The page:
If you are wondering whether your dismissal from work would be classed as unfair dismissal or constructive dismissal it is wise to consult good lawyers by checking out Lawyers List because not every state has the same laws. In Western Australia, the term constructive dismissal can be used to describe either one of two scenarios: –
- You have been asked to resign by your employer for whatever reason. If you resigned at the request of your employer it is classed as constructive dismissal.
- If you have been forced to resign due to the actions or conduct of your employer. For instance, the employer may have breached the terms of the employment contract, or even told you that the terms would be breached so you had no choice but to resign.
This is sometimes classed as unfair dismissal even though resigning is somewhat different from being dismissed. That is because the end result is the same; you now don’t have the employment at this company that you would have had if the situation had not developed.
In both cases, you can do something about this problem. While you may not want to have your job back under the same conditions that forced your resignation, you may be able to get some kind of compensation, especially if you were a keynote employee. However, constructive dismissal cannot be claimed for on its own. You have to also be able to prove that ‘unfair dismissal’ occurred. That is, the termination occurred due to the initiative of the employer.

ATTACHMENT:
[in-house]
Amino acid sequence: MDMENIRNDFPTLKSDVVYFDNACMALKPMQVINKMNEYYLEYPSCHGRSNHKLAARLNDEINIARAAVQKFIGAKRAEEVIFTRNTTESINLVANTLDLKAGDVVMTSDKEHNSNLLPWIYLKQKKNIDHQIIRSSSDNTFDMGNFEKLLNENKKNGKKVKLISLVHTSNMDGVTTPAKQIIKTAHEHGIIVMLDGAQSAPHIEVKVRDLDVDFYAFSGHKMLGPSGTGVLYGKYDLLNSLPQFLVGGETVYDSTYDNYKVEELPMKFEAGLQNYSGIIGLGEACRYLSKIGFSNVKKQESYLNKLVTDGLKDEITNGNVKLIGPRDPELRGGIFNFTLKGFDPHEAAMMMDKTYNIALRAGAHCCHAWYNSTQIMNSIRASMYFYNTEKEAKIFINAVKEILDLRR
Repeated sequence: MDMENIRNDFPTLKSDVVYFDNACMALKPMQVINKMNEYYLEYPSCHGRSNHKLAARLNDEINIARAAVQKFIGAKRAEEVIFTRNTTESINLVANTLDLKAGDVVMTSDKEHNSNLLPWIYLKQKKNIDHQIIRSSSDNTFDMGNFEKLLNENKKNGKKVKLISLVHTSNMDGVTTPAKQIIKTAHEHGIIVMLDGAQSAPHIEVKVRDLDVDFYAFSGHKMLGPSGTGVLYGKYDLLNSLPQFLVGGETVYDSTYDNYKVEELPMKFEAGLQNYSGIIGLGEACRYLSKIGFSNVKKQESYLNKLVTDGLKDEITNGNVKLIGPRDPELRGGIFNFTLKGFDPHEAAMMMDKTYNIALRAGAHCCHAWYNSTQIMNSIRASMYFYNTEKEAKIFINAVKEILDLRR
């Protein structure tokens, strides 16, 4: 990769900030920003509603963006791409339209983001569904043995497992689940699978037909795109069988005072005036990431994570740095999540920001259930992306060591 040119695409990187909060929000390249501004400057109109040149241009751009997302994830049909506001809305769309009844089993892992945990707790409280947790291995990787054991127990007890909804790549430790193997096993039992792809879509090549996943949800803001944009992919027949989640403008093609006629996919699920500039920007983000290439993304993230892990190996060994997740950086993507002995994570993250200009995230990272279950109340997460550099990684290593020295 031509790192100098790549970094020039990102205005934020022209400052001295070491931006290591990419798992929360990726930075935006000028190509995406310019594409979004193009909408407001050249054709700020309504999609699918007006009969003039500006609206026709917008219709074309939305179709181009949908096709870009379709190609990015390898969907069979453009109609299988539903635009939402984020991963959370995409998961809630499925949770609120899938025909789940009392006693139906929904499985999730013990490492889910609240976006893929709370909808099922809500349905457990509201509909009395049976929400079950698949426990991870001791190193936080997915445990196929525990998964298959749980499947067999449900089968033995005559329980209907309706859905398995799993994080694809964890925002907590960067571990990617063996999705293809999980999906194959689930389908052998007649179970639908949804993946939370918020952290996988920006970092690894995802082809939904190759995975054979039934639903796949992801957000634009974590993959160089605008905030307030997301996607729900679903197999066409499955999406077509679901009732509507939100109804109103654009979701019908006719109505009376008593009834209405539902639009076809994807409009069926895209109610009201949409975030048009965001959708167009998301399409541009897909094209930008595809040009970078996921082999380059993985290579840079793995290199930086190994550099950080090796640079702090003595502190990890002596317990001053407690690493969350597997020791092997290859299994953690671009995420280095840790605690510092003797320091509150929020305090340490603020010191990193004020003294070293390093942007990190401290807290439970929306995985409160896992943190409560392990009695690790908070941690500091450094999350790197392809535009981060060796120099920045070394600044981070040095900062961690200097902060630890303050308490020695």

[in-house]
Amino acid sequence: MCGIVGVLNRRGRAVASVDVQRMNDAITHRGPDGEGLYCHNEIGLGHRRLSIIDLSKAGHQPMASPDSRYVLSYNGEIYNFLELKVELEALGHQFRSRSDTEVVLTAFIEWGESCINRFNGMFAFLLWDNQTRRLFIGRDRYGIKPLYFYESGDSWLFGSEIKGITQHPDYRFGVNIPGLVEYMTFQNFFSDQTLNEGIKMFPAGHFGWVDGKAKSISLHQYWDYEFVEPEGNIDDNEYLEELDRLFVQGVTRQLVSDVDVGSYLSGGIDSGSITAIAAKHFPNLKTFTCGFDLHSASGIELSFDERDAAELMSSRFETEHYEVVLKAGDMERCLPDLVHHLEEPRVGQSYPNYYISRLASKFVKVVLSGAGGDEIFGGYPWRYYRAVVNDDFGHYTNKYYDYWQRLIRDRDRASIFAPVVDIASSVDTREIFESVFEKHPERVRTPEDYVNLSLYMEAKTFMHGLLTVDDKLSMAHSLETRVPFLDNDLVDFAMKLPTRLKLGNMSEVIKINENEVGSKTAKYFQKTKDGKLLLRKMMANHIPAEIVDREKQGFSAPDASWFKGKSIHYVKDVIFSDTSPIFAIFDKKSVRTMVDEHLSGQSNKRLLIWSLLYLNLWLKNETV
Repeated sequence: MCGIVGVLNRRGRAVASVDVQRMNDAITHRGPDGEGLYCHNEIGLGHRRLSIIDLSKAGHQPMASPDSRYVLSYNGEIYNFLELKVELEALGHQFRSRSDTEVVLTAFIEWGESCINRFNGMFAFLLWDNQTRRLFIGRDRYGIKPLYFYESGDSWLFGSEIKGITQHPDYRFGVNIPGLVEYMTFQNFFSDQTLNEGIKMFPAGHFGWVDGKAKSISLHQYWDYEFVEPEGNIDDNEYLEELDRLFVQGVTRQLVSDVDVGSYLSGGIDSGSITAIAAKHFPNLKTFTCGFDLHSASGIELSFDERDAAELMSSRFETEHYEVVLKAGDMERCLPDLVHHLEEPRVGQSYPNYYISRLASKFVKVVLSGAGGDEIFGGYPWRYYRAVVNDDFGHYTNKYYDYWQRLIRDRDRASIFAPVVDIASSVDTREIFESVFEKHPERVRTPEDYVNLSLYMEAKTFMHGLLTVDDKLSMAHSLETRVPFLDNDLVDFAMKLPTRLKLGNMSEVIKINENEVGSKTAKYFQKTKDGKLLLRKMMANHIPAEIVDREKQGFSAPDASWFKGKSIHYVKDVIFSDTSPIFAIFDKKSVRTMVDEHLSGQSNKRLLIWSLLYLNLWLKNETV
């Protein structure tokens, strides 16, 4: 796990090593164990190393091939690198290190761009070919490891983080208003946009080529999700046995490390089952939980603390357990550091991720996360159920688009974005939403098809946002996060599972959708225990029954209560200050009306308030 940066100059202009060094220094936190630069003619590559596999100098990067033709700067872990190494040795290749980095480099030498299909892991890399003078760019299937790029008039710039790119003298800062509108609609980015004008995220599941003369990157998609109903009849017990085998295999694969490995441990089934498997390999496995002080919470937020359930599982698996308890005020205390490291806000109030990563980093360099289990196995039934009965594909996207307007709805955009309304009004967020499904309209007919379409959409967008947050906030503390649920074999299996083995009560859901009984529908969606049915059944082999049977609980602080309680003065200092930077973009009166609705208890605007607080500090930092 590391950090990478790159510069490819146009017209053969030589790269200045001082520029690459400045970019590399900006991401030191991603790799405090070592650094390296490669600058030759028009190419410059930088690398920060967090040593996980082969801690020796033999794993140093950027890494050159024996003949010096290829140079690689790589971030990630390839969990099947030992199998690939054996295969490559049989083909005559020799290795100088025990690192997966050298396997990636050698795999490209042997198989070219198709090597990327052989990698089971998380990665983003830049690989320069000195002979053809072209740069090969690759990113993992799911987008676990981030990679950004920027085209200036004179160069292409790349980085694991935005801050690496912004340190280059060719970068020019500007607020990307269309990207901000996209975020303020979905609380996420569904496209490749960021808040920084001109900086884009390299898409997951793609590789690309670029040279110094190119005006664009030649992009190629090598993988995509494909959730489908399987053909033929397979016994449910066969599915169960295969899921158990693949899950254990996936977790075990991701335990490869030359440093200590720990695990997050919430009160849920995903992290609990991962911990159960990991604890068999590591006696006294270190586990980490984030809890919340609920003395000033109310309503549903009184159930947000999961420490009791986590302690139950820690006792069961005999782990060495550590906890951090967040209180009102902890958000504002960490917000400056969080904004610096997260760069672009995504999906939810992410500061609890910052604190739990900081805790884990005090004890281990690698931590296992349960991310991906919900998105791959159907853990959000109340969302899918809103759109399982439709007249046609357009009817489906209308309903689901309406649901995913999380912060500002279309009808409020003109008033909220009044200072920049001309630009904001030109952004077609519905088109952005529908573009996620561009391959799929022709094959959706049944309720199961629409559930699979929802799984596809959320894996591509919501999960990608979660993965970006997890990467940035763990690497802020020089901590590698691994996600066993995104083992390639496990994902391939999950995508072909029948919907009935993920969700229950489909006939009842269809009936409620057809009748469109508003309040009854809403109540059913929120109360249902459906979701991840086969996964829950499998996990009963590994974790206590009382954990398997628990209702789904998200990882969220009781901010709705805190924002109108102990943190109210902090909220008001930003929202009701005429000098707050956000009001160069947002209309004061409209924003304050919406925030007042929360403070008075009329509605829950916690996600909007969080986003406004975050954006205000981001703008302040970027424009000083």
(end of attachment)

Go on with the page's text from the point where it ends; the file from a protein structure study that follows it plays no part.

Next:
If you can prove this, for instance, if there are witnesses to your boss telling you to resign, you don’t have to give normally required notice, but can leave immediately.
You may also be able to claim for breach of contract, if this is the reason you resigned. In this case, the employee must leave as soon as possible after the breach occurs, otherwise it will be assumed they agree with it.
Each case of constructive dismissal is judged on its own merits, due to the somewhat complicated issues that are often present. Some examples are: –
- If an employee is told to resign or be sacked
- Where an employee is discriminated against or sexual harassed
- When an employee is the subject of frequent put-downs, humiliation or verbal abuse and can prove it
- Where the workplace is very unsafe, the employee has advised the employer of it and had no response or improvement
- Where the employer campaigns against the employee in a way that prevents them from doing their job and basically forces them out of it and where adequate proof is available.
- And where the employee is demoted with a great reduction in remuneration and responsibilities.